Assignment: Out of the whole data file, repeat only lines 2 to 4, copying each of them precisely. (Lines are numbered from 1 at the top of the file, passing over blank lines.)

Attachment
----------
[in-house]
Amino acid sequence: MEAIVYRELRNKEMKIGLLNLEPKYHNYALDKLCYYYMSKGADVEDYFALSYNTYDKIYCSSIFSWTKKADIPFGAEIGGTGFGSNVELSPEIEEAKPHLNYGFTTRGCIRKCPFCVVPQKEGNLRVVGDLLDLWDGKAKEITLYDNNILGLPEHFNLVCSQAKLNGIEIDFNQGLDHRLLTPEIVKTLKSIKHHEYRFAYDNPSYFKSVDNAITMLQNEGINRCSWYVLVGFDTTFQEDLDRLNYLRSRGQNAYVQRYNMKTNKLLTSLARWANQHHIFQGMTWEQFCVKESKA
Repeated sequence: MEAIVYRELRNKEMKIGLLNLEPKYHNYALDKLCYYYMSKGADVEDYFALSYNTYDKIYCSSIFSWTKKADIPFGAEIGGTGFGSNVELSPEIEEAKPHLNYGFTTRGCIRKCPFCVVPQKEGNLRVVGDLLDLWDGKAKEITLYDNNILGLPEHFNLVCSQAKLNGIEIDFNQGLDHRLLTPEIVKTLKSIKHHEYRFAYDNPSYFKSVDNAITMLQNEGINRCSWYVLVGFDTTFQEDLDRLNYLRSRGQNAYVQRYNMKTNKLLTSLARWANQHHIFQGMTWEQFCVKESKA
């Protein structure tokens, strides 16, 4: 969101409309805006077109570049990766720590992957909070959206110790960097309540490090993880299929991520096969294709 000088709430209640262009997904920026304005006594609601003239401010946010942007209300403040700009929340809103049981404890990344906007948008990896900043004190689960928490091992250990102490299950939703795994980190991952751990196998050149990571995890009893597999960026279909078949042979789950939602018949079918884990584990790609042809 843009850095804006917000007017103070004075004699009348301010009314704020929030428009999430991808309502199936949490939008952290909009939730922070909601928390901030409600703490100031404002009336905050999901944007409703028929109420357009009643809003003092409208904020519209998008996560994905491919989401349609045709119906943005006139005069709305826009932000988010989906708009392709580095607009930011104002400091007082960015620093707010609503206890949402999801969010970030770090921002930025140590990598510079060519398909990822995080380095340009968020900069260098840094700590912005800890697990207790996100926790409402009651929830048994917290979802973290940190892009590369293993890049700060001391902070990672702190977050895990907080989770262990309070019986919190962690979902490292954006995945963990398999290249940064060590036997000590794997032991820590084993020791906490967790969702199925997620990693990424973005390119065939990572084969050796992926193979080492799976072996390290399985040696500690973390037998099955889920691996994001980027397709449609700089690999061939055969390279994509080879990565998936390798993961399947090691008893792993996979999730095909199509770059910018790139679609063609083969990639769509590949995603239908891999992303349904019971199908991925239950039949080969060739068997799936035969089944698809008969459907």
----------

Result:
Amino acid sequence: MEAIVYRELRNKEMKIGLLNLEPKYHNYALDKLCYYYMSKGADVEDYFALSYNTYDKIYCSSIFSWTKKADIPFGAEIGGTGFGSNVELSPEIEEAKPHLNYGFTTRGCIRKCPFCVVPQKEGNLRVVGDLLDLWDGKAKEITLYDNNILGLPEHFNLVCSQAKLNGIEIDFNQGLDHRLLTPEIVKTLKSIKHHEYRFAYDNPSYFKSVDNAITMLQNEGINRCSWYVLVGFDTTFQEDLDRLNYLRSRGQNAYVQRYNMKTNKLLTSLARWANQHHIFQGMTWEQFCVKESKA
Repeated sequence: MEAIVYRELRNKEMKIGLLNLEPKYHNYALDKLCYYYMSKGADVEDYFALSYNTYDKIYCSSIFSWTKKADIPFGAEIGGTGFGSNVELSPEIEEAKPHLNYGFTTRGCIRKCPFCVVPQKEGNLRVVGDLLDLWDGKAKEITLYDNNILGLPEHFNLVCSQAKLNGIEIDFNQGLDHRLLTPEIVKTLKSIKHHEYRFAYDNPSYFKSVDNAITMLQNEGINRCSWYVLVGFDTTFQEDLDRLNYLRSRGQNAYVQRYNMKTNKLLTSLARWANQHHIFQGMTWEQFCVKESKA
């Protein structure tokens, strides 16, 4: 969101409309805006077109570049990766720590992957909070959206110790960097309540490090993880299929991520096969294709 000088709430209640262009997904920026304005006594609601003239401010946010942007209300403040700009929340809103049981404890990344906007948008990896900043004190689960928490091992250990102490299950939703795994980190991952751990196998050149990571995890009893597999960026279909078949042979789950939602018949079918884990584990790609042809 843009850095804006917000007017103070004075004699009348301010009314704020929030428009999430991808309502199936949490939008952290909009939730922070909601928390901030409600703490100031404002009336905050999901944007409703028929109420357009009643809003003092409208904020519209998008996560994905491919989401349609045709119906943005006139005069709305826009932000988010989906708009392709580095607009930011104002400091007082960015620093707010609503206890949402999801969010970030770090921002930025140590990598510079060519398909990822995080380095340009968020900069260098840094700590912005800890697990207790996100926790409402009651929830048994917290979802973290940190892009590369293993890049700060001391902070990672702190977050895990907080989770262990309070019986919190962690979902490292954006995945963990398999290249940064060590036997000590794997032991820590084993020791906490967790969702199925997620990693990424973005390119065939990572084969050796992926193979080492799976072996390290399985040696500690973390037998099955889920691996994001980027397709449609700089690999061939055969390279994509080879990565998936390798993961399947090691008893792993996979999730095909199509770059910018790139679609063609083969990639769509590949995603239908891999992303349904019971199908991925239950039949080969060739068997799936035969089944698809008969459907």